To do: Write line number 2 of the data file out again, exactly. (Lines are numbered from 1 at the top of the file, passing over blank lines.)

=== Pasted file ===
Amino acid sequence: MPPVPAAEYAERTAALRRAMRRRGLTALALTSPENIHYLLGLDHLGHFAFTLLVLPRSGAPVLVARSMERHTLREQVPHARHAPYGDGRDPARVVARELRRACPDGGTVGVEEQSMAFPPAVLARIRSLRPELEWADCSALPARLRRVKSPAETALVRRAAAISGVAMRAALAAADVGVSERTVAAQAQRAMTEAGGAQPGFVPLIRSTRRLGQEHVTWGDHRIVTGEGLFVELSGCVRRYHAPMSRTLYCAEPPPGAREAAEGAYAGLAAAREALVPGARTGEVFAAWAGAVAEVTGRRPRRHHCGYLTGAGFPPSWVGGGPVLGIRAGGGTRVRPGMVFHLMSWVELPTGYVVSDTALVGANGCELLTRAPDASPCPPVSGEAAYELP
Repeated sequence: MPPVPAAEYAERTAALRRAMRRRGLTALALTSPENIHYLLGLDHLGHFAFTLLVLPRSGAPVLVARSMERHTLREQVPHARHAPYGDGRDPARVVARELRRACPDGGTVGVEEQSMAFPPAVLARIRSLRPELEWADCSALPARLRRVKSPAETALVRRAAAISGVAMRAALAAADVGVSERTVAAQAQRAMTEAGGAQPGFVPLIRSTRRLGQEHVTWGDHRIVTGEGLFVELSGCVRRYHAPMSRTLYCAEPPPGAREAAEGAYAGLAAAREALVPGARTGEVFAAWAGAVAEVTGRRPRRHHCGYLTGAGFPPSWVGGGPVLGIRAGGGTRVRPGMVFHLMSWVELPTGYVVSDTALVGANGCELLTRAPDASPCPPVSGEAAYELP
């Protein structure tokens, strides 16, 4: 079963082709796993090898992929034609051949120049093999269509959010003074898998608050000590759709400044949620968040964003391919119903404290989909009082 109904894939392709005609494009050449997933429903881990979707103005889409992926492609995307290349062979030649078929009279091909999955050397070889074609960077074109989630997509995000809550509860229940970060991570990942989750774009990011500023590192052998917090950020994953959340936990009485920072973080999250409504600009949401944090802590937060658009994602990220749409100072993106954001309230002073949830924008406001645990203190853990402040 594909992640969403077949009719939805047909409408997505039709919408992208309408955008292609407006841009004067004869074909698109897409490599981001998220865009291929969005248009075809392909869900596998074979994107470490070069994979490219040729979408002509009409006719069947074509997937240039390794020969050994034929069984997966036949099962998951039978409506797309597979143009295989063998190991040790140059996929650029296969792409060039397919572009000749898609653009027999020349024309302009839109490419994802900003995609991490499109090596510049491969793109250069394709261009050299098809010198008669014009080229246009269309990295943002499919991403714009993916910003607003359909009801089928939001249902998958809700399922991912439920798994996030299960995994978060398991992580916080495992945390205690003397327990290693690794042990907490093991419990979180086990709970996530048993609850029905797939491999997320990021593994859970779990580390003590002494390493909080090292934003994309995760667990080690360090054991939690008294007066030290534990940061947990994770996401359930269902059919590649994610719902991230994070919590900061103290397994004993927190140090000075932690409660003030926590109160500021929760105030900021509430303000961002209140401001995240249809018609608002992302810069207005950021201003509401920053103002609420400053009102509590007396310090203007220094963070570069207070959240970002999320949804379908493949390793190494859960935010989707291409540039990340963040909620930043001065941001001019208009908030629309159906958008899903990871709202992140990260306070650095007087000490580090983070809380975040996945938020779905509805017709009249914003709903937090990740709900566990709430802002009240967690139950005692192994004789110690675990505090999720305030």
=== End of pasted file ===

Repeated sequence: MPPVPAAEYAERTAALRRAMRRRGLTALALTSPENIHYLLGLDHLGHFAFTLLVLPRSGAPVLVARSMERHTLREQVPHARHAPYGDGRDPARVVARELRRACPDGGTVGVEEQSMAFPPAVLARIRSLRPELEWADCSALPARLRRVKSPAETALVRRAAAISGVAMRAALAAADVGVSERTVAAQAQRAMTEAGGAQPGFVPLIRSTRRLGQEHVTWGDHRIVTGEGLFVELSGCVRRYHAPMSRTLYCAEPPPGAREAAEGAYAGLAAAREALVPGARTGEVFAAWAGAVAEVTGRRPRRHHCGYLTGAGFPPSWVGGGPVLGIRAGGGTRVRPGMVFHLMSWVELPTGYVVSDTALVGANGCELLTRAPDASPCPPVSGEAAYELP